Cameron – bias to looking back in time – valuable lessons to learn from what happened in the past in terms of climate and impacts; try to get at why climate has changed (not just that it has changed) in specific regions; example: eruption of Tambura (1815) – RCM run of that historical event; example: extent to which reforestation of New England impact regional climate; New England-wide air quality assessment (work with Cynthia Rosenzweig), including focus on pollen, link to human health (asthma); information use in air quality management decision-making
Keith – validation of models with historical record; urbanization/land use changes; vulnerability/adaptation; information use; lots of opportunities but need to be careful not to overwhelm NCAR/ISSE resources/capacities; need to carefully address logistical and financial issues that arise from any collaboration;
Jim – climate modeling validation on the modern period; seasonal forecasts for SE (at smaller time and spatial scales) to meet stakeholder interests (extension agents etc.).
Ed – water: hydropower/transportation/water supply/snowpack; forests; coastal vulnerability; marine ecosystems/salmon/fisheries; no work on agriculture so far (done by others); small effort on human health; vulnerability analyses; institutional analyses of drought; beginning to look at horizontal integration across sectors at all time scales; move down to the watershed scale, but politically very contentious; maintenance of connections with users is difficult (due to research/teaching orientation of RISA principals); challenge of transitioning functions to someone else (operationalization); interest in the co-production of knowledge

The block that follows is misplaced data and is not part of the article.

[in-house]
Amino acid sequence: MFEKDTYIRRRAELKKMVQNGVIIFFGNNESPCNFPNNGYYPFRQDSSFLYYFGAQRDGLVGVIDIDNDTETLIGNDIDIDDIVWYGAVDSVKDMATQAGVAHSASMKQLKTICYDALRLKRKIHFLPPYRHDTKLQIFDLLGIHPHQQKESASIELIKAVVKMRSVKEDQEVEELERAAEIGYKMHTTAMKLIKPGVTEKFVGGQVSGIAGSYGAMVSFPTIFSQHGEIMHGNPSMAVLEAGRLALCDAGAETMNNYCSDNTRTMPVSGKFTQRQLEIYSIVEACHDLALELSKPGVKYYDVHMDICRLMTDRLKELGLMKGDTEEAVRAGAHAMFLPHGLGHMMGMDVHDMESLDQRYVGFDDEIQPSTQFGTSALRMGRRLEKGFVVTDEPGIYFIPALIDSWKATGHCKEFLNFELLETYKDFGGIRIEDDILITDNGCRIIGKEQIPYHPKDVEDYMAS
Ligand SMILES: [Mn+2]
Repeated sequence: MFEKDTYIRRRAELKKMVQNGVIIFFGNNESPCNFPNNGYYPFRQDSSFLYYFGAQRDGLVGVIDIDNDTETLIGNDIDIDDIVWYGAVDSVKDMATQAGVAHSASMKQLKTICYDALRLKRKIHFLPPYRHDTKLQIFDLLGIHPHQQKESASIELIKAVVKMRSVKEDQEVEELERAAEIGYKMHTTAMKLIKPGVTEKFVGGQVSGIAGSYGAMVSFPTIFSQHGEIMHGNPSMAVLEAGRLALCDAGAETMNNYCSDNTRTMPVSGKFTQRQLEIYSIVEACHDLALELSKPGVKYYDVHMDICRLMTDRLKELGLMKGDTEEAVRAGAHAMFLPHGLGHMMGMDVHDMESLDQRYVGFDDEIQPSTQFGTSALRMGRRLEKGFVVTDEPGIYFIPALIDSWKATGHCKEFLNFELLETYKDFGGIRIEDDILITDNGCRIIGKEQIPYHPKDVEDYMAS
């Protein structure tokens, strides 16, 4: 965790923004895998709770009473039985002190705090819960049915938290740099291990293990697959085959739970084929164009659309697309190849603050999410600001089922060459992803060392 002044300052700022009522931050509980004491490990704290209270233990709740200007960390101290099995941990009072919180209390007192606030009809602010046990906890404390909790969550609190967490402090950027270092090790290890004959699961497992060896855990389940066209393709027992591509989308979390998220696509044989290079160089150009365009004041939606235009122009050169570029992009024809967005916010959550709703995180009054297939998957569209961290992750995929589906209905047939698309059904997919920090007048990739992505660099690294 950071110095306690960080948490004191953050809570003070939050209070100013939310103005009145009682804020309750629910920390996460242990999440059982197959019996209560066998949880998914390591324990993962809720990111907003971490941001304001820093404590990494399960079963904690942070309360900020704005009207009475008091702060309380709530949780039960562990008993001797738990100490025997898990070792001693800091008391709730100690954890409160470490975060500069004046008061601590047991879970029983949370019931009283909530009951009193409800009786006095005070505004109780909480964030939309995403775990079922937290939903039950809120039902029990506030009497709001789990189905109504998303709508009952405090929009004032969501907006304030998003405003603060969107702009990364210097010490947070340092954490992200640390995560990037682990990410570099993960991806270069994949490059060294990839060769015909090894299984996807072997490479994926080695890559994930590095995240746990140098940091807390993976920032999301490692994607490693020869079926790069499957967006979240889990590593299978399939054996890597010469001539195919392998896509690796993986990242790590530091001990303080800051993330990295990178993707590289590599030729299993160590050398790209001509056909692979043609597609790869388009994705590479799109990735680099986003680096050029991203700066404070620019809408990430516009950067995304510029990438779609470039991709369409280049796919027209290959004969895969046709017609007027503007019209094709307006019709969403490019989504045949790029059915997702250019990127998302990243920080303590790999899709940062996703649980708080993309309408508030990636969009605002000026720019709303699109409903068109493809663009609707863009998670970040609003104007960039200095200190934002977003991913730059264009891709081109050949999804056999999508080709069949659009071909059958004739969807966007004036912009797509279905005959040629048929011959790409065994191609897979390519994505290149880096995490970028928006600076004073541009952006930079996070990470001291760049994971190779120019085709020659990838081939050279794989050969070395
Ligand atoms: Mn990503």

Dan/Mike – light on human dimensions, mostly physical science activity; tried to partner with interest groups (e.g., CalFed, State of California, fire and energy managers); coast, urban climate – would love to do more there but don’t have capacity; involved in NARCCAP regional downscaling (50km resolution is only marginally useful); need to figure out how NCAR/RISA collaborates, try to avoid stepping on each others’ toes
Andrew – take our own advice: integrate across RISAs by picking a real issue and tackle that (e.g., water) and work it from the ground up; will fit some RISAs and not others; very recently managers are starting to ask us about climate change – unprecedented; >> need to put together info for them >> give us what you have; focus on monsoon will be very important for us; not day-to-day but deep structural vulnerability (growth and the environment in the West) without becoming too adversarial with the development/growth crowd; likelihood of precipitation for specific seasons >> impact on human health (Valley fever); look at past events (e.g., 1950s drought) and try to understand what created it; cross-border issues with Mexico; water projections > stream flow scenarios (linked hydrological model);